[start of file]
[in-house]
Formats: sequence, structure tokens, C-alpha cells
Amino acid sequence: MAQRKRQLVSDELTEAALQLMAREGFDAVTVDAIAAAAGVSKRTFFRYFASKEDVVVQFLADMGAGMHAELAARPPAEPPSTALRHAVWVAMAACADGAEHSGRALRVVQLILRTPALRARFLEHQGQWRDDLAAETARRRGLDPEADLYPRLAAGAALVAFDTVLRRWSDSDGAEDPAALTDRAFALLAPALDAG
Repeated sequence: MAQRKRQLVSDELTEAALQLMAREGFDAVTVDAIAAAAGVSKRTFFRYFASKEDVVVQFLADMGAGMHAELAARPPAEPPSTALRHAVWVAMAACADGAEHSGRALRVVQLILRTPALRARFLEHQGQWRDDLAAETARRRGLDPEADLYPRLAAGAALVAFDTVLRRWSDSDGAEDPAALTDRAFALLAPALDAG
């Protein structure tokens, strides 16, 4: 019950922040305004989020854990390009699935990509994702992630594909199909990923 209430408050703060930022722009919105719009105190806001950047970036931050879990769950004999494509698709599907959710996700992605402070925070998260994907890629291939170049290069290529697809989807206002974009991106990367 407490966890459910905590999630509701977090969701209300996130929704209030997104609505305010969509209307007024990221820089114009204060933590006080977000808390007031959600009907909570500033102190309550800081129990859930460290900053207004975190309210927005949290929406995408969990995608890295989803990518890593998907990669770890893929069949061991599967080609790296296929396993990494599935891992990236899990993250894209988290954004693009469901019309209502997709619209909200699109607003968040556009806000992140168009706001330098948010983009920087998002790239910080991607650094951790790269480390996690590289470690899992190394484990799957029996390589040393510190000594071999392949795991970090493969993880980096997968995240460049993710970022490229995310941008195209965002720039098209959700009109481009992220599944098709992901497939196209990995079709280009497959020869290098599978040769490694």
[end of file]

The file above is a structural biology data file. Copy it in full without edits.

[in-house]
Formats: sequence, structure tokens, C-alpha cells
Amino acid sequence: MAQRKRQLVSDELTEAALQLMAREGFDAVTVDAIAAAAGVSKRTFFRYFASKEDVVVQFLADMGAGMHAELAARPPAEPPSTALRHAVWVAMAACADGAEHSGRALRVVQLILRTPALRARFLEHQGQWRDDLAAETARRRGLDPEADLYPRLAAGAALVAFDTVLRRWSDSDGAEDPAALTDRAFALLAPALDAG
Repeated sequence: MAQRKRQLVSDELTEAALQLMAREGFDAVTVDAIAAAAGVSKRTFFRYFASKEDVVVQFLADMGAGMHAELAARPPAEPPSTALRHAVWVAMAACADGAEHSGRALRVVQLILRTPALRARFLEHQGQWRDDLAAETARRRGLDPEADLYPRLAAGAALVAFDTVLRRWSDSDGAEDPAALTDRAFALLAPALDAG
């Protein structure tokens, strides 16, 4: 019950922040305004989020854990390009699935990509994702992630594909199909990923 209430408050703060930022722009919105719009105190806001950047970036931050879990769950004999494509698709599907959710996700992605402070925070998260994907890629291939170049290069290529697809989807206002974009991106990367 407490966890459910905590999630509701977090969701209300996130929704209030997104609505305010969509209307007024990221820089114009204060933590006080977000808390007031959600009907909570500033102190309550800081129990859930460290900053207004975190309210927005949290929406995408969990995608890295989803990518890593998907990669770890893929069949061991599967080609790296296929396993990494599935891992990236899990993250894209988290954004693009469901019309209502997709619209909200699109607003968040556009806000992140168009706001330098948010983009920087998002790239910080991607650094951790790269480390996690590289470690899992190394484990799957029996390589040393510190000594071999392949795991970090493969993880980096997968995240460049993710970022490229995310941008195209965002720039098209959700009109481009992220599944098709992901497939196209990995079709280009497959020869290098599978040769490694």